Leon opened his eyes at the sound of the alarm. He hadn’t slept well the night before. He turned to his side and flicked off the alarm, but then he lay awake in bed a little while longer: breathing, frowning, tired.
He pried himself up and bustled himself about his morning routine: brushed his teeth, swallowed coffee and bagel and orange juice. Keyed his car in his apartment building parking lot. Battled traffic on the bridge. Arrived at the parking garage on the other side — ranks of dreary hamster wheels lockstep file in their Financial District home.
He carried his laptop bag through the elevator doors, coffee tumbler in hand, through the forest of cubicles, nodding good morning along the way. Something was different. He could feel it in the air.
He set down his coffee tumbler on his desk, shrugged off his shoulder bag and pulled his chair back to take his seat, but he didn’t sit.
He didn’t sit because he saw it and knew that he had found his premonition: a colored metal figurine sitting on his desk like a message from the future.
He sat down.
He picked up the statuette, examined it:
A tiny knight riding a tiny donkey.
Strange. A thing that called out to be examined more closely.
A poorly clad knight in painted armor and renaissance fair leather jerkin. He bore a lance in one arm, in the other a shield, and, on his head, improbably enough, a motorcycle helmet, very out of place, with a grim black visor hiding his eyes.
The thing was heavy in Leon’s hand, warm, soft metal. So strange. Who could have, who would have made such a thing? And what was it doing on his desk?
“Mathilda?” he called.
“Yes Leon,” his assistant called back.
“Did Stuart leave this here?”
“You’ll have to do better than that.”
He walked out of his office bearing the creature in his fist. He displayed it for her, palm outward like he wanted her to give him a down low high five.
When she saw it, Mathilda only shook her head. Ostensibly she was Leon’s underling, though Leon suspected that he was more afraid of her than the other way around.
“This was on my desk,” he explained.
“What was it doing there?” she asked, craning her long, beautiful neck.
“That’s what I was wondering.”
“Can I see it?”
Leon held it closer to her. She wrinkled and twitched her nose like a lovely little rabbit.
“I guess it’s sort of funny.”
“It is, isn’t it?”
“What do you want me to do about it?”
I want you to laugh at it, he admitted to himself. I want you to appreciate my humanity.
But Mathilda would do no such thing, not while there was work to do. Her clothing today was especially enticing, low cut blouse and tight tan slacks, her cold nature sweetly contradicted. Leon had masturbated to her on several occasions.
“If you see Stuart would you call him in for me?”
“Should I tell him it’s urgent?”
“No, but if you want you can tell him it’s funny.”
“Okay, maybe I will,” said Mathilda.
The conversation was finished now. She’d turned back to her computer. She was always the first one to turn away, that was how he knew their power dynamic was screwed up.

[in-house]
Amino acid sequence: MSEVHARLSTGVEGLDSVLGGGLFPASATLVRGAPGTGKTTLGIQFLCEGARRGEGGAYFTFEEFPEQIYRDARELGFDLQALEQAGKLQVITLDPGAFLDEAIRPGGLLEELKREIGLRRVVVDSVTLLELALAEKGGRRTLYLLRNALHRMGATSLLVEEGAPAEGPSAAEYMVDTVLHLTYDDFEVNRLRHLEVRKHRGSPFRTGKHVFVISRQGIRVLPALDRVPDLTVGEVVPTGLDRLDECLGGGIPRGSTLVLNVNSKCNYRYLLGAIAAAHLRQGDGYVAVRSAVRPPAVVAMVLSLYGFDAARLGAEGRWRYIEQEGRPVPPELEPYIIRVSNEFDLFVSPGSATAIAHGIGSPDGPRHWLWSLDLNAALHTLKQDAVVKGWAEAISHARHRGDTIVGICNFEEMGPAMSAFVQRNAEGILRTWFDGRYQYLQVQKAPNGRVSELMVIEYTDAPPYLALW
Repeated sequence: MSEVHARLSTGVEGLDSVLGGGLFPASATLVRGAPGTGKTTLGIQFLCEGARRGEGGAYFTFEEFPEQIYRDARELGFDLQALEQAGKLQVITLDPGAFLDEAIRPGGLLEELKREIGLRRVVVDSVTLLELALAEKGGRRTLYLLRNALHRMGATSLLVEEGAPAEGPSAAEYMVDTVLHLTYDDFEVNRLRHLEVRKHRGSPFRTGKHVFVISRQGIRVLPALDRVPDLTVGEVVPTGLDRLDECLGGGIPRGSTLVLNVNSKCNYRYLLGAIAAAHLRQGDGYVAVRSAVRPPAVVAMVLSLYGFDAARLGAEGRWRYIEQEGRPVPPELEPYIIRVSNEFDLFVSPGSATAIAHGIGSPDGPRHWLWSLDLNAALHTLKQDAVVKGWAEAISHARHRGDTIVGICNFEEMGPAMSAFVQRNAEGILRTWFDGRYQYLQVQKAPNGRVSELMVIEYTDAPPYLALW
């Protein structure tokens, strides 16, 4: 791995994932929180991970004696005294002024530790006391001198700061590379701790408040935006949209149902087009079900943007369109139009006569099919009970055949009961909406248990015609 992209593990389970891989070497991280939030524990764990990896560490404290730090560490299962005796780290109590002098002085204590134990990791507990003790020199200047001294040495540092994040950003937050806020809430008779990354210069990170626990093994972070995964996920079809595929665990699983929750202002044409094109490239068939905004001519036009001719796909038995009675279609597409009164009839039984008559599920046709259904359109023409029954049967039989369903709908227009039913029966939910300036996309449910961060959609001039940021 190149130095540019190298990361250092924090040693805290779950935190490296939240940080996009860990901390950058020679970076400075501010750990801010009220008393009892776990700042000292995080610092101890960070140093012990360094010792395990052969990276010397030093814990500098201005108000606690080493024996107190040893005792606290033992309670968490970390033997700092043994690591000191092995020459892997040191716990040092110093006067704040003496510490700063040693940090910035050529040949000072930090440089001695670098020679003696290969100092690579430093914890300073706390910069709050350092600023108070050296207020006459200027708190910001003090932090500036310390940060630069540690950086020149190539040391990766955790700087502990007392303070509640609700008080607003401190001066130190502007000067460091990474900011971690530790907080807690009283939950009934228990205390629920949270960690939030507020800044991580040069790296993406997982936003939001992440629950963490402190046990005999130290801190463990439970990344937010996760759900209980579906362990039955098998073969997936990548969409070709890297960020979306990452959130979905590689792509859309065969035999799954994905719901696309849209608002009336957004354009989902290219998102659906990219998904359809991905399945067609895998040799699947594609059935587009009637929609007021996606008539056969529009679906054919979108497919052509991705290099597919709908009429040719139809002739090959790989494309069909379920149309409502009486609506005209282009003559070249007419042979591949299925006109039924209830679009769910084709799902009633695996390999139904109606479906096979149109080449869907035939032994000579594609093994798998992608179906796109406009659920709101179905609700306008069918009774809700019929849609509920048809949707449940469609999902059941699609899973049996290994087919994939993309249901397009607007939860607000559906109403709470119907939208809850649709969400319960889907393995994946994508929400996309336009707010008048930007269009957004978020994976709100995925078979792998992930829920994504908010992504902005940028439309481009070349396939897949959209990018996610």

Leon turned back into his office.
He set the figurine down next to the desktop photo of he and his girlfriend Heather at Disneyland, smiling, all lovely teeth and tourist sunshine. The Quixote fit strangely well beside it.
Quixote. That’s what it was. Like Cervantes’ eponymous Don. An oddly pitiable knight errant with an indisputable aura of significance about it; multiform courage with its useless lance and donkey. Alone and out of place in this world of money and microchips. Leon found himself smiling on it as if it were a prized possession.
And then he forgot about it, and embarked upon the drudgery of his day. The xerox machine whirred noisily across the cubicle aisle. Mathilda ran interference in the land where friendly sharks circled.
He found his list of calls that would keep him busy for the better part of the day. Research was his field; economics, the magic of the dismal science rendered less magical, talent and creativity encapsulated in graphs and charts and strictly declarative paragraphs. As he scanned 10-Ks and 10-Qs, the internet, and hammered out his data points, his eyes kept straying back to the oddly impactful Quixote.
When the lunch hour tolled and Stuart had yet to appear Leon hailed Stu himself by phone:
“Hello?” said Stuart, who hadn’t checked the phone’s caller ID, which would have displayed Leon’s name prominently.
“Stuart, buddy, didn’t Mathilda tell you I called for you?”
“Leon, my man, so sorry, I thought she said it wasn’t urgent.”
“See you in five at the elevators.”
“Sounds good to me.”
Stuart, in turn, hailed Vanessa and William, as was his wont, and therewith a respectable lunchtime crew gathered.
When Leon arrived they all smiled and greeted him.
They descended en masse, and crossed clanking, yelling, smelling Market Street and left the Financial District in favor of SOMA, South of Market, awash in suits and high heels, lanyards and briefcases, laptops and iPads.
Leon positioned himself to walk beside Stuart, he whose unconventional humor and ingenuous method at backhanded ingratiation perhaps leant itself to the placement of the Quixote on Leon’s desk.
“So Stuart,” said Leon. “Are you going to say something or should I?”
Stuart looked at Leon directly and smiled.
“I don’t know what you’re talking about,” he answered.
“The thing,” Leon said, suddenly at a loss as to how to describe it.
Stuart’s grin was growing stale.
“I have no idea what you mean.”
“That thing, you know? The thing on my desk.”
“Leon, buddy, I have no idea what you’re talking about,” he said.
“Really?” asked Leon.
“Really and truly.”
“Well, okay, I guess it’s nothing.”
“You aren’t getting off that easy.”
“Come on, Leon, you started this conversation.”